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Homeland Security

DHS' Progress in 2011: Countering Chemical, Biological, Radiological, and Nuclear Threats

Highlighting Our Progress in 2011: Department of Homeland Security

  • DNDO continued its partnership with New York through the Secure the Cities (STC) initiative. Through STC, nearly 11,000 personnel in the New York City region have been trained in preventive radiological and nuclear detection operations and nearly 6,000 pieces of radiological detection equipment have been deployed. In addition, in 2011, DNDO and the New York Police Department sponsored a full-scale exercise for radiological and nuclear detection capabilities in the New York City region to assess the ability of STC partners to detect radiological and nuclear materials and deploy personnel, equipment and special units in response to threat-based intelligence.
  • DNDO facilitated the delivery of radiological and nuclear detection training to more than 4700 state and local officers and first responders.
  • In FY 2011, DHS' National Biodefense Analysis and Countermeasures Center (NBACC) laboratory received its accreditation with the Centers for Disease Control & Prevention (CDC) and the U.S. Department of Agriculture to begin research and diagnostics on pathogens to understand the scientific basis of the risks posed by biological threats and to attribute their use in bioterrorism events.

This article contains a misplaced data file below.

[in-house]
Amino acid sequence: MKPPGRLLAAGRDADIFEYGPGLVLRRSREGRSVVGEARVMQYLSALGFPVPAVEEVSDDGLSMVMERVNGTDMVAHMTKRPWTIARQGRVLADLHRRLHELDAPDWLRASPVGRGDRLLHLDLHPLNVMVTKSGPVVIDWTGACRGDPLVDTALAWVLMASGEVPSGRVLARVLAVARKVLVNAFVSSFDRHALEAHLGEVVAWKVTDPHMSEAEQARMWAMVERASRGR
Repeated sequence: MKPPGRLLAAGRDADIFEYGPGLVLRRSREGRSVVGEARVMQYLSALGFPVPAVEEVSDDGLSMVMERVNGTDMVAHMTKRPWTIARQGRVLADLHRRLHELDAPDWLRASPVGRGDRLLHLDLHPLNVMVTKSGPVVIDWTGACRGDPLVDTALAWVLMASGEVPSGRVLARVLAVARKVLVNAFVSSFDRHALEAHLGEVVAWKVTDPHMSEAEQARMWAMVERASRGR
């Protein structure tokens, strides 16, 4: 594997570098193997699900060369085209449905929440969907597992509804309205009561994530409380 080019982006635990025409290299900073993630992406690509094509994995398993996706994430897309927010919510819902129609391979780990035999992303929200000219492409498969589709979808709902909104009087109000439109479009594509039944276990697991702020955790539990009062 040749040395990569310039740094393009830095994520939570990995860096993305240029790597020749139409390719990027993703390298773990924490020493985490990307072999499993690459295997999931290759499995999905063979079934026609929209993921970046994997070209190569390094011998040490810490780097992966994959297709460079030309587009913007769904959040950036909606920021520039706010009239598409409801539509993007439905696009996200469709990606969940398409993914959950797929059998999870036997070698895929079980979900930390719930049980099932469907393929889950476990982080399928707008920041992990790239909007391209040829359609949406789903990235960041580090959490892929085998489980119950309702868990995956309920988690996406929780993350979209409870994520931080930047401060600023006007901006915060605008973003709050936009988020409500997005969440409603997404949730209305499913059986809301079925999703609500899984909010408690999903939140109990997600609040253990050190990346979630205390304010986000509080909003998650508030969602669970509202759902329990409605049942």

• FEMA's Center for Domestic Preparedness trained more than 93,500 local, state and tribal responders from across the U.S. in preventing and responding to disasters and other terrorist threats involving chemical, biological, radiological, nuclear and explosive materials.
  • The Office of Health Affairs (OHA) launched a partnership with the Maryland Transit Administration and the City of Baltimore to develop chemical defense operations and response procedures for subway mass transit, serving as a model for other jurisdictions across the country.
  • Through the BioWatch program, an environmental surveillance system that provides early detection of biological agents, OHA has collected over 200,000 samples in more than 30 cities nationwide to enhance protection and preparedness for high-consequence biological threats.
  • OHA conducted the first-ever detailed testing on automated biodetection systems for national application. These state-of-the art detectors analyze samples and relay results to public health officials, significantly reducing the time needed to detect a biological attack and potentially saving thousands of lives.

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Highlighting the Department's Progress in 2011

Last Published Date: July 17, 2012
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